The strongest statement by any company at the Geneva motor show has been made by one which isn’t even there.
By skipping Geneva MINI is underlining that it’s the holy grail for car companies – a generic lifestyle brand rather than merely a car brand.
Yes, it will still appear at motor shows, but they will largely be those held in the most cosmopolitan centres, like New York, not the ones in corporate and financial centres like Geneva.
And of course it will increasingly put itself in non-automotive environments, where fashion and technology coalesce, where other lifestyle brands are present, and where people go to consume and experience rather than go from stand to stand in an exhibition hall.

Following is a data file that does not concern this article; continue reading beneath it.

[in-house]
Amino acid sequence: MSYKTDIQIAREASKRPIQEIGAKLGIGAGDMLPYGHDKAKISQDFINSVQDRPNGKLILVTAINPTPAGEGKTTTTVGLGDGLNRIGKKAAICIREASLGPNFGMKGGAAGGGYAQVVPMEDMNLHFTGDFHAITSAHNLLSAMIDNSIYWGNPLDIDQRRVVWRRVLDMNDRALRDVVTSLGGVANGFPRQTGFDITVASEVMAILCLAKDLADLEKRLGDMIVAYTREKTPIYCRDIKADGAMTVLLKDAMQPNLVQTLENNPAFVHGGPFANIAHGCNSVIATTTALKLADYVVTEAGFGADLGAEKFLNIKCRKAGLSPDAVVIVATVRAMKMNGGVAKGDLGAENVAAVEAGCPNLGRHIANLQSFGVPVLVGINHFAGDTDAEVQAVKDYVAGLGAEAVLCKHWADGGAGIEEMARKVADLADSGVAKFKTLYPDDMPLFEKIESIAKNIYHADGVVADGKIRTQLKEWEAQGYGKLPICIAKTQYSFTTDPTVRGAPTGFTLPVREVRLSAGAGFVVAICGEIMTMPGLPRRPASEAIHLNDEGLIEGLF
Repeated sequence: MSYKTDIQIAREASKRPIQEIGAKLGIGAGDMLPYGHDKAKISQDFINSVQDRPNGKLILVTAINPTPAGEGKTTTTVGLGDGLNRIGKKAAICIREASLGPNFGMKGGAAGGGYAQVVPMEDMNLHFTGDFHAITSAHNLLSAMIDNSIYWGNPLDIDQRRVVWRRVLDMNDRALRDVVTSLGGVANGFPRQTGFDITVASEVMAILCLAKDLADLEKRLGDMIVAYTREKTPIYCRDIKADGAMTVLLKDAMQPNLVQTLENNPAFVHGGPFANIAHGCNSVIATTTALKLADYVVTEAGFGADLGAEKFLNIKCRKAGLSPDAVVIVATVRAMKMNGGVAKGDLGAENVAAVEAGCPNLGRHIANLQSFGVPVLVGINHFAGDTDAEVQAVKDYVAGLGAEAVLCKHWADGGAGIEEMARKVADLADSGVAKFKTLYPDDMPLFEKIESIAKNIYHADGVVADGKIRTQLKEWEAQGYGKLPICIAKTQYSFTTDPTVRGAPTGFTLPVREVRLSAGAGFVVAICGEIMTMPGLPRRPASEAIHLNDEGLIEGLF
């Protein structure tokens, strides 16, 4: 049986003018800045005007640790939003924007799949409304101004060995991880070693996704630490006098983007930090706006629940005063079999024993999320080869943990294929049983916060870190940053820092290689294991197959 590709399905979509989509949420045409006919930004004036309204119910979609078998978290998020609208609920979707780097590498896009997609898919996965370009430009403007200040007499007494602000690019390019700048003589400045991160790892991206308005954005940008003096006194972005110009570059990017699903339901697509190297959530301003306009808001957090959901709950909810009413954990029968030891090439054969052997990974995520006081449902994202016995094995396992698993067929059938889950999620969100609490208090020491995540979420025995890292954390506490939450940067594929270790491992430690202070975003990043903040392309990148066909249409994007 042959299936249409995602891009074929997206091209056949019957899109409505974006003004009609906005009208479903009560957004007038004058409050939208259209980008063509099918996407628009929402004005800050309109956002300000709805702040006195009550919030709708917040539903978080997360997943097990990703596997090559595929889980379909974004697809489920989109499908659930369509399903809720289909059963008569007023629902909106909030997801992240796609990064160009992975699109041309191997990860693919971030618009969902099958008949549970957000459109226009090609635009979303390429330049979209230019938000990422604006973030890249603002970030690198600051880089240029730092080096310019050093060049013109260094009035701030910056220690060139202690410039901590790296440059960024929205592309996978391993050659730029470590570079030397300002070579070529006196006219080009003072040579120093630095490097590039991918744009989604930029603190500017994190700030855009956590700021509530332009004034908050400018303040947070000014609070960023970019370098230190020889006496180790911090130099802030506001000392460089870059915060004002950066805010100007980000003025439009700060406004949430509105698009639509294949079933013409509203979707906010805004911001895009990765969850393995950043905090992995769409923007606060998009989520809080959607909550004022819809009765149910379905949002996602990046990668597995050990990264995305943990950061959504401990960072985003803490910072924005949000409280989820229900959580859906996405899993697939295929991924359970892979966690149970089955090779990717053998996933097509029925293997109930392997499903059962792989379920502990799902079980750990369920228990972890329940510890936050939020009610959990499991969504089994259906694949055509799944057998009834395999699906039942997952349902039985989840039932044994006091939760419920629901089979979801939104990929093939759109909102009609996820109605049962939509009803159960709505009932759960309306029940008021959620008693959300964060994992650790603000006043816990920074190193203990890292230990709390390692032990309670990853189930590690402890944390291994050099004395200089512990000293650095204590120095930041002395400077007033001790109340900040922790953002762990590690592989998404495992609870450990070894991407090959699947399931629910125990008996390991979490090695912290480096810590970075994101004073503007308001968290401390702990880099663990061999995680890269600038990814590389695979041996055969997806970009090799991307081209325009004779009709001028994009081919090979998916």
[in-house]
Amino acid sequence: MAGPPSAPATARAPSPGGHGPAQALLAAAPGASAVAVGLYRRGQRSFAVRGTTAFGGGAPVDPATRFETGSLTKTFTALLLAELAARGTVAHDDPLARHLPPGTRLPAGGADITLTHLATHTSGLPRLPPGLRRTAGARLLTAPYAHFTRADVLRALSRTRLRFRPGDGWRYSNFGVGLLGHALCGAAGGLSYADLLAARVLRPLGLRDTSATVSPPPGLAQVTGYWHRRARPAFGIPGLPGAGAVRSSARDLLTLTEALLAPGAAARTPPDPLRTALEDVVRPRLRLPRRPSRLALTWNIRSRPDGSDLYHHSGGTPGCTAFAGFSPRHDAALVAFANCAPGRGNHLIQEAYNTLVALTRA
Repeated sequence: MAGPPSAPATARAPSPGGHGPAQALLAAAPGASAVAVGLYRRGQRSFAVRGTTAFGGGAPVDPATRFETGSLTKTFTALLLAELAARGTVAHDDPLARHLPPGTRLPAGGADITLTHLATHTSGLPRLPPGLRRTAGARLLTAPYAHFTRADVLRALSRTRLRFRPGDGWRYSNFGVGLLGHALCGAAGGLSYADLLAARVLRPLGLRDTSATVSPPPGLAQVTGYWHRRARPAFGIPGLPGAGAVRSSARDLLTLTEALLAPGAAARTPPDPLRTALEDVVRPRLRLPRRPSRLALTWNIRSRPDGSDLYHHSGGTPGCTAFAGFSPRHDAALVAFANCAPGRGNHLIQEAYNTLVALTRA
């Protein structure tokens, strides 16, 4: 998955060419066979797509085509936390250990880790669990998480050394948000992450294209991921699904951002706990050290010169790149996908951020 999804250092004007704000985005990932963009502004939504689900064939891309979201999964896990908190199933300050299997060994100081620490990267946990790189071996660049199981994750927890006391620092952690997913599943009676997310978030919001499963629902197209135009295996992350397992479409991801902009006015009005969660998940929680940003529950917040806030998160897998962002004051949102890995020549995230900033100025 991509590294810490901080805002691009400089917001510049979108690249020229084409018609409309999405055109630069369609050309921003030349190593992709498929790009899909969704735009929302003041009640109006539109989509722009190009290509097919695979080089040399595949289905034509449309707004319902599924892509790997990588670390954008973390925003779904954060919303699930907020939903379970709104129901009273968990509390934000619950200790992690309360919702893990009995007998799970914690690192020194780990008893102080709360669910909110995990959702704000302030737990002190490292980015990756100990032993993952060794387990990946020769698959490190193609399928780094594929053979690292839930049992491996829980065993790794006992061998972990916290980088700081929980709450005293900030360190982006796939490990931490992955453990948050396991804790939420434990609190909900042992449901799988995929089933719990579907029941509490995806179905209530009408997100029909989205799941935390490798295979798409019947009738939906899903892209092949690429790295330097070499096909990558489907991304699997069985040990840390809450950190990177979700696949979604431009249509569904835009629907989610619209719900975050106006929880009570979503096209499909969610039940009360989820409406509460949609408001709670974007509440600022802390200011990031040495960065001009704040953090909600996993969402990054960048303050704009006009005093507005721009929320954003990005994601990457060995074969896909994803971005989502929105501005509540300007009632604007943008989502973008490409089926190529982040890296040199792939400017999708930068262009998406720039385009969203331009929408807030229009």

MINI has moved outside the constraining parameters of everyday carmakers, and in that sense it mirrors its fellow BMW group unit, Rolls-Royce. Where that great brand is the pinnacle of luxury personalisation, MINI has become the pinnacle of popular personalisation.
It’s something we all engage with on a daily basis without even registering it – every smartphone is highly personalised, not so much by covers and wallpapers as through the apps we choose. MINI knows this: the car of the future will be personalised through use of technology, not just paint and trim.
Other brands, from Volvo to DS, claim lifestyle status, but these are the ones which have been forced to reinvent themselves. The rest pay lip service or remain wedded to the same old formula, MINI’s parent BMW brand included.
In an era when retail is being transformed by digital, and with the consumption of personal mobility by young and urban populations likely to change radically, MINI is showing the mainstream car brands the way to go.